There are probably several reasons why Italian is the fourth most studied language in the world and certainly among the most important ones is the Italian culture. I believe that spoken Italian musicality impacts a lot and also the food. Some

time ago I read an article in an Italian newspaper in which an Italian teacher said something along the lines of: “Perhaps, many foreigners feel motivated to learn our vocabulary only to read our divine recipes”.

From the beginning of my university studies in Brazil, I enrolled myself in an Italian course. The main motivations were my familiar roots, the bonds with the culture, and the appealing songs, but not only. The beauty of the words, the literature, cinema, history, art, food, the crave of visiting Italy someday, and the feelings experienced by the language. All of these made Italian my second language. Later in life, I felt the need to learn English, and if today I’m proud of having Portuguese as my mother tongue which I love, Italian for me became the language of pleasure.

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Spoken in heaven and abroad

Again, it is Elizabeth Gilbert who explains to us the Italian language’s power of seduction. “The interesting thing about my Italian class is that nobody really needs to be there. There are twelve of us studying together, of all ages, from all over the world, and everybody has come to Rome for the same reason—to study Italian just because they feel like it. (…) Everybody, even the uptight German engineer, shares what I thought was my own personal motive: we all want to speak Italian because we love the way it makes us feel. A sad-faced Russian woman tells us she’s treating herself to Italian lessons because ‘I think I deserve something beautiful“.

After having made us cross Hell, go through Purgatory, and reach Paradise where the angels possibly learned to speak Italian, the language of Dante’s Divine Comedy overcame not only the barriers within the Italic peninsula but went beyond the borders and conquered new and incurable enthusiasts. Not even in the neighboring lands, it stopped as it slowly showed itself irresistible to those living in the Americas and now too in the Asiatic world. The latest news comes from Elaph, the first independent Arabic newspaper online that states: “Italian is the most beautiful language.

This conclusion is the result of a personal analysis by journalist Sarah al-Shamali about the most known languages. In her analysis, Sarah al-Shamali took into consideration English, French, Spanish, German, Portuguese, Hebrew. Arabic and Chinese, among others. The Elaph’s journalist evaluated the sonority, structure, versatility, and use of the languages concluding that Italian is by far the most beautiful. According to her, Italian is the best language due to its strong expressiveness and eloquence. In addition, the romantic tone and the gestures used by Italians give it a more human dimension”. The news was published by ArabPress and has a link to the original release.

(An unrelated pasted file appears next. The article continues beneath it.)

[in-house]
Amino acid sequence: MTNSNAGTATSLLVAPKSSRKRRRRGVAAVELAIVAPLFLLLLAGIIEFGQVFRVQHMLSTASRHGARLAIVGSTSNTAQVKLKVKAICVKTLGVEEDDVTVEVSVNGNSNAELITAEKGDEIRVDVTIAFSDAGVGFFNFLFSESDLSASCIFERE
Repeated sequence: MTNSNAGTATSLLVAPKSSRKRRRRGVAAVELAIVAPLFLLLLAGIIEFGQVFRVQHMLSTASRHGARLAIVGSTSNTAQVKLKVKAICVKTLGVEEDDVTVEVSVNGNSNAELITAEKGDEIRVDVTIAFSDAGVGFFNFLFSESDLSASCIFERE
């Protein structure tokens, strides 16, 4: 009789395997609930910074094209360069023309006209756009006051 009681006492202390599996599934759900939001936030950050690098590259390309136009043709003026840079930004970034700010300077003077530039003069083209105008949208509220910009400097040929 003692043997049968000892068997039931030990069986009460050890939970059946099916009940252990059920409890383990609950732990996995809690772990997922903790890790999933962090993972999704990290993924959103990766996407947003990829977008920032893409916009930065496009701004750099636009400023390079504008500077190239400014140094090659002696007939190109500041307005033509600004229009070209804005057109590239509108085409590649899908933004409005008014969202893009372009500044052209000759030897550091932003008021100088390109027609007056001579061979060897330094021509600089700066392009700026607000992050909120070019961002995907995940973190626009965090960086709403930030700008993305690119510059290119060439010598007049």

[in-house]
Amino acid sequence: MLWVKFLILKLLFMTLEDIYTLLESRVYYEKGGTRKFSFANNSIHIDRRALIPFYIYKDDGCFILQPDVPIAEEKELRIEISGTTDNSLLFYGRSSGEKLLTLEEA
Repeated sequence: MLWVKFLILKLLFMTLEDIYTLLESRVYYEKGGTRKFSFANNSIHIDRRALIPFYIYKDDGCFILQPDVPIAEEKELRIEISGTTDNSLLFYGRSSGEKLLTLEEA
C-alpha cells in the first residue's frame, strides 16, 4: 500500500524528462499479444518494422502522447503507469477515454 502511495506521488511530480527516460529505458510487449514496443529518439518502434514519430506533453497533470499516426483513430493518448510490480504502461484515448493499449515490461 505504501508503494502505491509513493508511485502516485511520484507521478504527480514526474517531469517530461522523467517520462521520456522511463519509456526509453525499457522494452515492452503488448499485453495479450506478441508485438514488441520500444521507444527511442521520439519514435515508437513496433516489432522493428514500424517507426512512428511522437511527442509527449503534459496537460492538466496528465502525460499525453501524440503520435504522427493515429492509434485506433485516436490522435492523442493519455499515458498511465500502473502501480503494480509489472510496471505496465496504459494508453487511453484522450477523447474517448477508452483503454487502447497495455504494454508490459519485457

So, based on Elaph’s article and the Italian teacher’s words we can conclude that whether by Dante’s Divine Comedy or by the divine recipes of the Italian cuisine, the fact is that Dante’s language seduces. This reminds me of a book which I studied called “L’italiano, una lingua maliarda (Italian, a bewitching language), by Romolo Traiano, published by Centro Studi Ca’Romana, in 1987. Well, Traiano already knew at that time that Italian is a seductive language.

The Italian language in Brazil

During the most intensive period of Italian migration, between 1875 and 1935, one million and a half Italians arrived in Brazil. Among them, more than half were from Veneto, as were my great-grandparents Valentino Fasolato ed Elvira Pressato, and spoke a Venetian dialect that aligned with Portuguese. Then, it happened that during World War II, Brazil’s president, Getúlio Vargas, prohibited the spoken and written use of the Italian language in Brazil closing all its schools. The prohibition caused the Italians and their descendants to communicate with each other using a mixture of Venetian and Portuguese which allowed the birth of a new language: Talian. Also known as ‘Brazilian Veneto’, in 2014 it was officially recognized as a language and became part of Brazil’s historic and cultural heritage. Ma cos’elo sto Talian? (But what is this Talian about?) Well, we will talk about this in another post.

Antonio Prado (RS) cidade italiana

Antônio Prado (RS) one of the most important Italian cities in Brazil – Gateway by Marinelson Almeida – Flickr Attribution CC BY 2.0